BHP Billiton has confirmed that 17 people died when two dams burst at its Samarco iron ore mine in Brazil last month.
The catastrophe, which happened on 5 November, has turned into one of the world’s worst environmental disasters. Besides the fatalities, hundreds of people have been left homeless and a 500-mile-long river, that crosses two states, has been polluted.
BHP said that of the 17 dead, 12 were working on the dam and five were local villagers. Two more people are still unaccounted for.
The Anglo-Australian mining giant, which owned the Samarco mine in a 50-50 joint venture with Vale, the Brazilian mining company, said it was working with the Brazilian authorities to rehouse people and give out living wage debit cards to those affected. All those who have been made homeless should be relocated before Christmas Day, the company said in an update.
The Samarco partners are facing a 20bn real fine (£3.4bn) over the dam burst and BHP and Vale have been ordered by a federal judge to put $2bn (£1.4bn) into a court-managed account in the next 30 days.
At the same time, the court placed restrictions on the trading or sale of mining concessions in Samarco and demanded that the partners stop leakage of waste from the Fundão tailings dam, engage a consultant to evaluate contamination of fish and implement pest control, remove mud from the Rio Doce banks, adopt measures to prevent sludge from reaching the lagoon and present a comprehensive plan for environmental and socio-economic recovery.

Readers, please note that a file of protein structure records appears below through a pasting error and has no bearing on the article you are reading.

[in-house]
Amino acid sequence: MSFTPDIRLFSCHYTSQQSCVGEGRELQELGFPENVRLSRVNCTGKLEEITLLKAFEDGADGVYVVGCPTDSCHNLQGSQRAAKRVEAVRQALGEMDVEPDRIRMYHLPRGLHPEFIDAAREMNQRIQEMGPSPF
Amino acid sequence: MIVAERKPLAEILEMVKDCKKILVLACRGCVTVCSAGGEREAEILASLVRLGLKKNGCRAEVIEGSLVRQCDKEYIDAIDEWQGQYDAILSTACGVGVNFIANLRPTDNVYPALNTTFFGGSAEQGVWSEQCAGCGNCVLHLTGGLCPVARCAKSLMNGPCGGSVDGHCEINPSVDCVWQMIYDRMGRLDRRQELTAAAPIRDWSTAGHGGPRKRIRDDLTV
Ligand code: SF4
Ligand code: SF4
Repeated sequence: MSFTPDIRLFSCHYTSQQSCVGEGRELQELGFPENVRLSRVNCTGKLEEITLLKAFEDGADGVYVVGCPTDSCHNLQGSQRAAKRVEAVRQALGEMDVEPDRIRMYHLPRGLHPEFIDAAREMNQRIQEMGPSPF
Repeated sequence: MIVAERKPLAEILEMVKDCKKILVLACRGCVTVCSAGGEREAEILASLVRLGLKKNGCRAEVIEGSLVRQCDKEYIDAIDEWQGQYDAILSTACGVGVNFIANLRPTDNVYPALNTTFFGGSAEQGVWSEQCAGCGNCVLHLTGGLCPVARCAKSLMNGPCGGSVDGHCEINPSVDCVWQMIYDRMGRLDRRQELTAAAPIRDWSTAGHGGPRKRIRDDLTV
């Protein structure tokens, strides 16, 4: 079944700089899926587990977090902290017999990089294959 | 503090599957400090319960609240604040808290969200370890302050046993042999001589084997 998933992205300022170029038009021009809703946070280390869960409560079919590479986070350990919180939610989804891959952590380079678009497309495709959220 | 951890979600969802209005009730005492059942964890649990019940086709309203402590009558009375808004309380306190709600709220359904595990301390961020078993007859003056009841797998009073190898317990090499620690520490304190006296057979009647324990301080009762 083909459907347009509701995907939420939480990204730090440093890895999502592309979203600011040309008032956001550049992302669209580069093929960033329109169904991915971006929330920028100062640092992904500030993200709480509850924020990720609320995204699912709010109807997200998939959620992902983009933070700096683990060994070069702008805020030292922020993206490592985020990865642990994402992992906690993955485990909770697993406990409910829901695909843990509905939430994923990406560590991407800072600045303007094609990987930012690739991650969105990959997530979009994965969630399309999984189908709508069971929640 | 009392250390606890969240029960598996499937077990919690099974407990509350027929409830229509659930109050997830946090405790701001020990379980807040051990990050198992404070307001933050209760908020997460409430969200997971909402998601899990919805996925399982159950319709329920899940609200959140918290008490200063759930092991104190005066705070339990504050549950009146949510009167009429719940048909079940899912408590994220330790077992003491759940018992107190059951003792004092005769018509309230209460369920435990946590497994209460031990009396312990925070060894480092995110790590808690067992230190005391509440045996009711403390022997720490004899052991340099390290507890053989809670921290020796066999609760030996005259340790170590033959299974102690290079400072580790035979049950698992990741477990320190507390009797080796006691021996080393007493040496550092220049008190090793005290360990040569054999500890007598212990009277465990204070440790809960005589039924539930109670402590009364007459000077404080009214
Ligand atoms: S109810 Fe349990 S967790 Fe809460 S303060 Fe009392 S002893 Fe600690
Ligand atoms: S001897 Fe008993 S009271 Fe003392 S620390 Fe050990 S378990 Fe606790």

In its latest update on the disaster, BHP said that Samarco has told it that the work it is undertaking is broadly consistent with what the court has ordered.
Meanwhile, BHP said it has engaged a New York law firm to conduct an investigation into the cause of the dam breach. At its annual meeting last month, chairman Jacques Nasser said that the investigation’s findings would be made fully public so that BHP and the wider mining industry could prevent such a tragedy from happening again.
Like other miners, BHP is also under pressure from oil falling to an 11-year low and plunging commodity prices. It is expected to become the latest mining company to cut its dividend when it reports results in February, having held or increased its dividend for the past 25 years.
The mining giant could use the cash it retains to fund acquisitions or increase stakes in ventures, taking advantage of the distressed position of its rivals.
BHP’s predicament is worsened by the fact that it is also a big oil producer, with fields and pipelines in Australia, the Gulf of Mexico, Algeria, Pakistan and Trinidad and Tobago.
Moody’s warned last week that the company’s credit rating could be cut if it did not try to conserve cash. Analysts at Credit Suisse reckon that BHP could afford to cut the dividend by half. Last year it paid out £4.3bn, one of the biggest returns to shareholders in the FTSE 100.
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